Links of Interest

explore the largest crochet work by artist ernesto neto at museum of fine arts, houston

the museum of fine arts, houston, presents one of ernesto neto’s largest crochet works to date. on view through sunday, september 26, 2021, and titled ernesto neto: SunForceOceanLife, the large-scale installation is a colossal spiraling structure that highlights the cyclical relationship between the sun and the sea to produce life on earth. the immersive piece has been installed inside the cullian hall, filling it with yellow, orange, and green materials that have been hand-woven and suspended in a spiral formation.

https://www.designboom.com/art/ernesto-neto-sunforceoceanlife-museum-fine-arts-houston-06-08-2021/


Preserved Grasses and Twigs Radiate Outward in Delicately Embroidered Sculptures by Artist Kazuhito Takadoi

Artist Kazuhito Takadoi (previously) tames the unruly grasses, leaves, and twigs grown in his garden by weaving the individual strands into exquisite radial sculptures. Stitched into paper or bound to wooden discs made of cedar of Lebanon, oak, elm, or walnut, the abstract forms hover between two and three dimensions and utilize traditional Japanese bookbinding techniques to secure the threads.

https://www.thisiscolossal.com/2021/06/kazuhito-takadoi-sculptures/


Animated Tutorials Whip Up Fiber-Rich Lemonade and Banana Splits by Andrea Love

Andrea Love (previously) cooks up some treats just in time for the summer heat, although their woolen ingredients might make them less thirst-quenching than usual. From her miniature kitchen, Love films short stop-motion animations that show her squirting spools of juice to make lemonade or coating heaps of ice cream with a thin line of chocolate yarn.

https://www.thisiscolossal.com/2021/06/andrea-love-lemonade-ice-cream/


An especially great Textile Talks, about the groundbreaking exhibit that changed how quilts were viewed in the art world, with Jonathan Holstein and Dr. Carolyn Ducey.


25 Million Stitches

This project provides a beautifully resonant expression of art/ activism that raises awareness of the immense scope of peoples forcibly displaced from their homelands by violence and natural disasters. By choosing basic stitching as the means to tally the number of people displaced, those who are new to art-activism were drawn to it and became part of our collective mending, of repair. Every participant from 5 to 91 years of age and from the asylum seeker to the artist who had never thought of their art as an expression of social activism, became an essential part of project.

https://www.25millionstitches.com/


The Journey Behind Liza Lou’s Behemoth Beaded Kitchen

Lou started building her beaded kitchen in 1991 at her mother’s house, as a 20-year-old, and finished in 1996, totally transformed as a person and as an artist.

https://hyperallergic.com/650685/journey-behind-liza-lou-behemoth-beaded-kitchen/


Thread Infused with Scent Embellishes Embroidered and Woven Textiles to Stimulate Memories

Scent, memory, and emotion are inextricably bound together in the human brain, making it possible that a single sniff evokes feelings of delight, comfort, and calm associated with an experience. Pallavi Padukone uses this inherent connection in Reminiscent, a series of 11 fiber-based works infused with naturally derived fragrances, all of which the textile artist and designer equates with her hometown of Bangalore, India.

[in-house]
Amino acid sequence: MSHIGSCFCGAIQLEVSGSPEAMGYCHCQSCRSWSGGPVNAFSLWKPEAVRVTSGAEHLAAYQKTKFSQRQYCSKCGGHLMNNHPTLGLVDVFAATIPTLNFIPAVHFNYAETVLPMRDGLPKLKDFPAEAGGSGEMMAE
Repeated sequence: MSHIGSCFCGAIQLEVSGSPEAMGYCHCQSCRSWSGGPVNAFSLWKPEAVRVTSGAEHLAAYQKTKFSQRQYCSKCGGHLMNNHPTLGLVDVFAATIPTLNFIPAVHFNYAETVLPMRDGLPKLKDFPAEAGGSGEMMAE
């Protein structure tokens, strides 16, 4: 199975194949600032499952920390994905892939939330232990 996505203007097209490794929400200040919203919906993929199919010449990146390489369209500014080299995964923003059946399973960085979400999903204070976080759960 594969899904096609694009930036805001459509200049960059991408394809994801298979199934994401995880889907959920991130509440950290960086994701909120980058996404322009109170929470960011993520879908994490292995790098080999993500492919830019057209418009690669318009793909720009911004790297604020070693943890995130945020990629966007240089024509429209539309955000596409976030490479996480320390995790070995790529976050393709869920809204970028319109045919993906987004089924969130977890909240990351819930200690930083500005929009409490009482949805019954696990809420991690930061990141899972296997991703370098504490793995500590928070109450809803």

https://www.thisiscolossal.com/2021/06/pallavi-padukone-reminiscent/


Gwen Hedley: Stitching distress and repair

Gwen Hedley is particularly drawn to the weathered materials she finds in her coastal explorations. Walking the local landscapes, she is drawn to dilapidated found objects and worn surfaces. The textures and scars show the passage of time and this is what inspires her.

https://www.textileartist.org/gwen-hedley-stitching-distress-and-repair/


7 Artists Weaving New Tapestry Traditions

“Along with cave paintings, threads were among the earliest transmitters of meaning,” Anni Albers wrote in her canonical 1965 tome On Weaving. Considered by many to be the godmother of textile arts, Albers dedicated her book to her “great teachers”—the weavers of ancient Peru. The basic principles of tapestry—typically wall hangings defined by complicated pictorial designs formed by warp-and-weft weaving or embroidery—has not changed for millennia, despite the introduction of power machinery in the late 18th century.Contemporary artists who have dared to take up the painstaking labor of weaving in the digital age similarly find themselves in dialogue with newly minted historical figures like Albers—who was instrumental in elevating the status of weaving as a fine art—as well as ancient traditions that span the globe.


https://www.artsy.net/article/artsy-editorial-7-artists-weaving-new-tapestry-traditions


Sculptural Portraits Fashion Raw Wool into Expressive Figures by Salman Khoshroo

Iranian artist Salman Khoshroo (previously) continues his wool portraiture series with dozens of new sculptural works. Chunky, dyed rovings stretch and curl into facial features, beards, and coifs that pair the supple shape and color of the raw materials with a unique expression.

https://www.thisiscolossal.com/2021/05/salman-khoshroo-new-wool-portraits/